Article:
The new blog will have a much wider scope than my Got The NAC blog. We'll cover anything in networking and security. I'm glad that we're breaking down these artificial walls. Forget the alphabet soup of IDS, NAC, DLP, etc. It's all about providing a secure, reliable IT infrastructure for our customers and businesses.
The important issues go beyond any one technology.
Don't worry. I'm still technical and deeply involved in all the new technologies being developed at Juniper and around the industry. I'm just expanding my scope a little bit.
So please click over to the Networking Now blog and check out our new content over there. You can subscribe to just my posts but I hope that you'll enjoy posts from all the Juniper bloggers. Open your mind to some new perspectives. You'll be amazed at the insights the new perspectives bring.
If you're not growing, you're dying. Which one is it for you? In this video, I explain how Juniper is growing the next generation of engineering leaders. Tune in and get some ideas for your organization. Or comment and share your ideas and best practices.
Chris Hoff blogged yesterday about using TCG's standard IF-MAP protocol to connect security functions throughout the cloud. I couldn't agree more! That's exactly what IF-MAP is for: helping security systems share the information they have gathered. That's what I've been saying all along. Chris' idea to extend it to include virtualized security functions is a great one. I wonder if the virtualization folks are listening in.
Chris asks which vendors are supporting IF-MAP in their products. I have found that standards adoption follows the classic innovation adoption lifecycle. Innovators are the vendors and customers that have the vision and foresight to see where things must go. They are the first to create and adopt new technology. For IF-MAP, that group includes the folks who developed the IF-MAP spec and demonstrated implementations at Interop Vegas in April: ArcSight, Aruba Networks, Infoblox, Juniper Networks, Lumeta, and nSolutions. Next come Early Adopters, Early Majority, Late Majority, and Laggards. It takes at least a year for each stage: six months to turn prototypes into products and six months for the next generation of adopters to catch on. That's the timescale we've seen for the other TNC standards. So I expect to see Innovator vendors shipping products that implement IF-MAP in the next few months and Innovator customers deploying those products in the months after that. Then will come Early Adopters and so on.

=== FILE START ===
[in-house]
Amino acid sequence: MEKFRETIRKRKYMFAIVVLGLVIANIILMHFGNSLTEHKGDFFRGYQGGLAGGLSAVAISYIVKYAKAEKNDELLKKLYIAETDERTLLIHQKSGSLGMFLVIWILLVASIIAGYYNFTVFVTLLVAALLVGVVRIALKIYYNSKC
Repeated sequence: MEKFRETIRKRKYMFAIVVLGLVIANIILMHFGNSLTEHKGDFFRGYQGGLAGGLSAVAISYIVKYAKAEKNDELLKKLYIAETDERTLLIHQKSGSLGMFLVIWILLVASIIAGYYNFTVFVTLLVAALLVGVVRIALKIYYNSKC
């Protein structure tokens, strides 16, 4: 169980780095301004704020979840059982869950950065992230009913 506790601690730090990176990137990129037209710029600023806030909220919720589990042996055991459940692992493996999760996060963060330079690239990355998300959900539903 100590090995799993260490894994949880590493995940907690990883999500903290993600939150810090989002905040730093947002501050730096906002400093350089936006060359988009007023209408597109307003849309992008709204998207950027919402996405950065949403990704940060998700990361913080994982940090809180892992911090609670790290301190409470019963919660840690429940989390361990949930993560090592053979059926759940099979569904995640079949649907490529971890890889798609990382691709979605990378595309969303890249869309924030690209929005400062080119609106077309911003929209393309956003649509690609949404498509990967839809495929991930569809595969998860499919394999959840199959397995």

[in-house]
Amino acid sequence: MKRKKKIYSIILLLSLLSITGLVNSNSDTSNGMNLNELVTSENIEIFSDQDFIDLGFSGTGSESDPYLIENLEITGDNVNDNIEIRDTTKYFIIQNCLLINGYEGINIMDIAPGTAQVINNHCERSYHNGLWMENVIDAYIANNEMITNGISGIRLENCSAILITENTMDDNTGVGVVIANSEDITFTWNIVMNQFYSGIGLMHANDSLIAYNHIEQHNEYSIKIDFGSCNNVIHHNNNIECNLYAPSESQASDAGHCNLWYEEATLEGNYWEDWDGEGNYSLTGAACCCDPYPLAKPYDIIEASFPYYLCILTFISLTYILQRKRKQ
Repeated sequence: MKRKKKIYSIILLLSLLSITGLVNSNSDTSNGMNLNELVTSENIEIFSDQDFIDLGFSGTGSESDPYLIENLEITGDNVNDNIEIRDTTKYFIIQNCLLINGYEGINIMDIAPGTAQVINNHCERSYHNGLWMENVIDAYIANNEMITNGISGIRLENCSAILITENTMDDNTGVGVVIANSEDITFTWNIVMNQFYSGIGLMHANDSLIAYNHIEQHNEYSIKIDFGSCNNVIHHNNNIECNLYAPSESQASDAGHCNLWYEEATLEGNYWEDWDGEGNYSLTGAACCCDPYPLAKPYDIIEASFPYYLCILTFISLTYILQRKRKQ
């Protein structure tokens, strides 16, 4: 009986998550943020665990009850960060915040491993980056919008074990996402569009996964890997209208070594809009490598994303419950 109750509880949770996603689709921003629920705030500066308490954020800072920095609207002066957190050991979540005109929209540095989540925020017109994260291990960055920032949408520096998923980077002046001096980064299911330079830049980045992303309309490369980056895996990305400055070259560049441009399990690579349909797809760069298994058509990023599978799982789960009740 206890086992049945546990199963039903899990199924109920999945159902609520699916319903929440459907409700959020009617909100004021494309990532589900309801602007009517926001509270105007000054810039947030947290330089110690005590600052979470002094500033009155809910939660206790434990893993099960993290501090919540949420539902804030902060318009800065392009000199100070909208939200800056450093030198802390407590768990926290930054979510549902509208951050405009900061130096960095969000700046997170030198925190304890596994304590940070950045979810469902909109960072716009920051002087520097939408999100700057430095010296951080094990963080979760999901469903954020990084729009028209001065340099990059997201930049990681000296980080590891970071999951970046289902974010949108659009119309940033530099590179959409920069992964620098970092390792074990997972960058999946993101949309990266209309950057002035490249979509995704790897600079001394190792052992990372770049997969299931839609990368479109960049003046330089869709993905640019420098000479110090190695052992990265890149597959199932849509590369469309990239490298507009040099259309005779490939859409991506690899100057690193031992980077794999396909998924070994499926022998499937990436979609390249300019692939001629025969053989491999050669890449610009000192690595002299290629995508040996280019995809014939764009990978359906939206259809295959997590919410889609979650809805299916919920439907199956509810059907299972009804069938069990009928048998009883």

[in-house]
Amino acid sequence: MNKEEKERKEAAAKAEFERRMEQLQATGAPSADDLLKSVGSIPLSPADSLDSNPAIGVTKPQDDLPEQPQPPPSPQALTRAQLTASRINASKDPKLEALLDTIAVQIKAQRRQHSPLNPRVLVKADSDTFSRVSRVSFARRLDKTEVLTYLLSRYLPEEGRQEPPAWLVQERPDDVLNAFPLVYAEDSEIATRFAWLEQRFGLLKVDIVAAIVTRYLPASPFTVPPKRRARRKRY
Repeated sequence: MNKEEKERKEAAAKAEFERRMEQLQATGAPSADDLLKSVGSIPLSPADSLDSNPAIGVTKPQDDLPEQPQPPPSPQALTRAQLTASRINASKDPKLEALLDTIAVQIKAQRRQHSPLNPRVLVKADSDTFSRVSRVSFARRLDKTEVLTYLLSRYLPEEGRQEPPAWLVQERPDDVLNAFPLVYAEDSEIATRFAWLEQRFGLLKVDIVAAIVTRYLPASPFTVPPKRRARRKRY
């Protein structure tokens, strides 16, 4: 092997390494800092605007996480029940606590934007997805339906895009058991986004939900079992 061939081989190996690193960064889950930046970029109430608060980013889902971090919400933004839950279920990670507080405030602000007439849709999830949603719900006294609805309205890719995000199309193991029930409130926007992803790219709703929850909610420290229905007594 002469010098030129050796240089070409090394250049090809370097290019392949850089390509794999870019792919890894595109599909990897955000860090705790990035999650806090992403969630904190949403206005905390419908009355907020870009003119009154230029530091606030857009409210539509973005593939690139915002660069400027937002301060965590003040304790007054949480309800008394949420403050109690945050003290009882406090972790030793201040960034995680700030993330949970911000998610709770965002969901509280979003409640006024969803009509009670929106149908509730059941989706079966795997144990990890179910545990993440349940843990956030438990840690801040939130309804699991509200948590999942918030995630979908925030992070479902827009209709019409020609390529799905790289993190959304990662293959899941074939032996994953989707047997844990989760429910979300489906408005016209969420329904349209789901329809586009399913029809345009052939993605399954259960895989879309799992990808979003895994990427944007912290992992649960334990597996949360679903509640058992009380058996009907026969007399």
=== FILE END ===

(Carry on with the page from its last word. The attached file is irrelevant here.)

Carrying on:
IF-MAP provides immediate benefits. False positives and false negatives are greatly reduced since sensors are now identity-aware. Fewer false positives and negatives reduces the cost and increases the benefit of monitoring IDS and SEIM systems. Automated response is another way to reduce costs. Reduced cost with stronger security will definitely draw some attention in today's economic climate! I expect that it will quickly pull this technology across the "chasm" from Early Adopters to Early Majority, who are looking for successful ideas but open to new things. However, we still have a few years before we get to that point.
I have spoken about IF-MAP and coordinated security at several conferences and I have seen tremendous interest among customers and vendors. I'm not at liberty to give out names but some very large vendors and customers are excited about IF-MAP. As soon as IF-MAP products start shipping, I'll announce it on my blog and link to them.
As Alan Shimel points out on his blog, the best way to increase the number of products that support IF-MAP is for customers to demand and buy those products. Vendors who are Innovators have the foresight and resources to lead the market. Early Adopter vendors are eager to lead but need to see customer demand before they can add features. Will you provide the customer demand needed to pull the next group of vendors along the adoption curve? If you're interested, start asking vendors about IF-MAP support and examine the first generation of IF-MAP products when they ship.
I recently returned from ISSE 2008 in Madrid, Spain. The conference highlighted some key differences between U.S. and European information security. Tune into this podcast and you'll get some food for thought: lessons that you may be able to apply in your own work.